The duct-tape regatta had a rough start. One boat sank. Another boomeranged, returning to the edge of the Junker Center pool.
“That boat has a mind of its own,” Stephanie Acevedo said, shaking her head.
Acevedo, a junior at Northwest Pennsylvania Collegiate Academy, built the boat, using duct tape, plastic sheeting, a DC motor and AA batteries. The July 10 project was part of the Minority College Experience (MCE) and Women in Science and Engineering (WISE) programs at Penn State Erie, The Behrend College. The seven-week summer session helps high school juniors explore possible academic and career paths.
Jordan Kerr, a Collegiate Academy classmate, helped build the wayward boat. She adjusted the straw rudder and set it back in the water.
Again, it returned to her.
“That boat loves us too much,” Kerr said. “It just keeps coming back.”
Dipo Onipede, an associate professor of mechanical engineering, encouraged the girls to keep trying. From his perspective, the false starts were a good lesson.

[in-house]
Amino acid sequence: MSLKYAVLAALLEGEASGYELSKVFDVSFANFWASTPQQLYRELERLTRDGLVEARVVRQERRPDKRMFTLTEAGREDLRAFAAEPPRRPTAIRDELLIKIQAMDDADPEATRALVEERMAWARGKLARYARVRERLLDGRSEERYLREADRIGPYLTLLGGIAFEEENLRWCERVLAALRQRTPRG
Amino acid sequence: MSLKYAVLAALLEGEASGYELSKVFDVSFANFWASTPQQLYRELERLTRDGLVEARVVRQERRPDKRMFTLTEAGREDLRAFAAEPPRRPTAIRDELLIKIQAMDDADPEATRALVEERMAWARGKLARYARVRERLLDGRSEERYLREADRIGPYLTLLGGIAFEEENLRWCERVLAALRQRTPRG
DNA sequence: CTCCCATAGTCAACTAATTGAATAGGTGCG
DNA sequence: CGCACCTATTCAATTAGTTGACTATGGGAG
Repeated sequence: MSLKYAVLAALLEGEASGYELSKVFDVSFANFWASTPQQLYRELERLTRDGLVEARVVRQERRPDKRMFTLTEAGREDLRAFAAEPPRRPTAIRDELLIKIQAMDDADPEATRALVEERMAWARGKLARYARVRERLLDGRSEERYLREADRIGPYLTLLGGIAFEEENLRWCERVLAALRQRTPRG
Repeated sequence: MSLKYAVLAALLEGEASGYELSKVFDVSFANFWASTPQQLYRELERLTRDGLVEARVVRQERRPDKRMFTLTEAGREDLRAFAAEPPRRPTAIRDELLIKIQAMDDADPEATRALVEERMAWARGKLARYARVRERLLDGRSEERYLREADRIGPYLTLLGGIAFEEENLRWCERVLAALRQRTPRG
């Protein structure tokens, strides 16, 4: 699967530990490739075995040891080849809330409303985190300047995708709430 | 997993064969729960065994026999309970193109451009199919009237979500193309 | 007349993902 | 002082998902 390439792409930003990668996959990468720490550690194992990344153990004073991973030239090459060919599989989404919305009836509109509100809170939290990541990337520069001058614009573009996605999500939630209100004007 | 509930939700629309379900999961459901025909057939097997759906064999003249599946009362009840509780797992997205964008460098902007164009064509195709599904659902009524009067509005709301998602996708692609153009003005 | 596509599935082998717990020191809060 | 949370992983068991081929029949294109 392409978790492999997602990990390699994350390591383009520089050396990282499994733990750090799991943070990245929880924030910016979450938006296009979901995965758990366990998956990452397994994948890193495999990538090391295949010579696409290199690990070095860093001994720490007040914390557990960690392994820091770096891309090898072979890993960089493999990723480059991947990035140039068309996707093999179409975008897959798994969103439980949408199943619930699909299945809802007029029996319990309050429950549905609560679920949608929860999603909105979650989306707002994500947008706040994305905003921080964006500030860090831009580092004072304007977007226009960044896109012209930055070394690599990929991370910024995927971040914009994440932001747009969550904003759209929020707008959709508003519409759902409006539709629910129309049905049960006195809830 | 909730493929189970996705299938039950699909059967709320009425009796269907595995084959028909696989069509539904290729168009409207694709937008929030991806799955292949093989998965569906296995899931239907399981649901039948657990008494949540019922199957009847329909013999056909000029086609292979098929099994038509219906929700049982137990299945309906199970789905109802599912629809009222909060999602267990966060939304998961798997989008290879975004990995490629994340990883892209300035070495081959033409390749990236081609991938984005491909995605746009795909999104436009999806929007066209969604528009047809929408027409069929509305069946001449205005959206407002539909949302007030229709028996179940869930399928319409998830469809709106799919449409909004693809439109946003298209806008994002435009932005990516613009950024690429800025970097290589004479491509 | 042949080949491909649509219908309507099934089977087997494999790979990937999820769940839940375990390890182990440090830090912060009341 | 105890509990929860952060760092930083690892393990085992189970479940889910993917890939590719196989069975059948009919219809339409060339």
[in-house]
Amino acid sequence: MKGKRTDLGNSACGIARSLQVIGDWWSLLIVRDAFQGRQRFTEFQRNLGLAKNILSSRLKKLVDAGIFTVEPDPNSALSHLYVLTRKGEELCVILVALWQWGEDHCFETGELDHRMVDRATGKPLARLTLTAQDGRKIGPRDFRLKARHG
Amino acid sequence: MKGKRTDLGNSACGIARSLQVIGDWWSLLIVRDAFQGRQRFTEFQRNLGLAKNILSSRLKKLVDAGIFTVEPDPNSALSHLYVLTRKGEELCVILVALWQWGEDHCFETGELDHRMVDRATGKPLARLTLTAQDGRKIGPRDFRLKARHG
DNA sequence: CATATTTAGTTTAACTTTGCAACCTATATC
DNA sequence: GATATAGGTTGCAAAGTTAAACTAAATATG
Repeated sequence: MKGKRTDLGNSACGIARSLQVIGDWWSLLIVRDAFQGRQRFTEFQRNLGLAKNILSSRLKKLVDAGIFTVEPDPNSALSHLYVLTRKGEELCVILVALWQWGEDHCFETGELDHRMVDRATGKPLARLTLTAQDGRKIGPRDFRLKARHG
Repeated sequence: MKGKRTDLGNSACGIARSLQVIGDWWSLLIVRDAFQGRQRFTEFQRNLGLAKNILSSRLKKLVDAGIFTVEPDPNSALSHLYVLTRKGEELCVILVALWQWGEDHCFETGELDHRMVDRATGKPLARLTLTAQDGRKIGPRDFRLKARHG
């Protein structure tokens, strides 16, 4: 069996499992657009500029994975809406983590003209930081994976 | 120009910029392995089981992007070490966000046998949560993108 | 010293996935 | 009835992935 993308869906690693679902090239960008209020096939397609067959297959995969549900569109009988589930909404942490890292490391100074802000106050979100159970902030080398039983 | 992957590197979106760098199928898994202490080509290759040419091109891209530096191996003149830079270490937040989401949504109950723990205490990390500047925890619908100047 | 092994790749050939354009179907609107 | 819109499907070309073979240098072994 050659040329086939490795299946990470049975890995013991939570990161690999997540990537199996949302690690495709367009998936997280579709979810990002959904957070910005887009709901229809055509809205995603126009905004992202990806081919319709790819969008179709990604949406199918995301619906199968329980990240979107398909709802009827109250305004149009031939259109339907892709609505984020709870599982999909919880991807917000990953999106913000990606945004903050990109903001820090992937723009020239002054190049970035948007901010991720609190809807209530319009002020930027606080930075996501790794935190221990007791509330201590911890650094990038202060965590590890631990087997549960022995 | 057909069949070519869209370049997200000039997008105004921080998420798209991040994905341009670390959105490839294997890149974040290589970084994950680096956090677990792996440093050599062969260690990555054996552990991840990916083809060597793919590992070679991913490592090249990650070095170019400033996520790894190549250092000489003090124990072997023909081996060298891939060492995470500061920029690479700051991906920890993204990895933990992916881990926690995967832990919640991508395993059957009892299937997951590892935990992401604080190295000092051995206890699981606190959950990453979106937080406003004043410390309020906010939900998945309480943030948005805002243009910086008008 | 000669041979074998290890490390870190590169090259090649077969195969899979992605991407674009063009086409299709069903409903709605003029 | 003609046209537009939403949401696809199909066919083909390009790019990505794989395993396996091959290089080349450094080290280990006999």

“There’s no one right answer here,” he said. “What matters is that they’re working together to solve a technical problem.”
The boat race is just one part of the MCE/WISE program. The 45 students who enrolled this summer also will dabble in psychology, college-level writing, nursing and personal finance.
“We showcase various fields of study for them,” said Andy Herrera, director of educational equity. “As rising seniors, these students will soon be making decisions as to what career to pursue. One of our goals is to help them make a more informed decision.”
The students also earn college credit. There’s incentive to do well: Anyone who completes the program with a grade-point average of 3.0 or higher is guaranteed admission to Penn State Behrend following high school graduation and completion of the Penn State application process.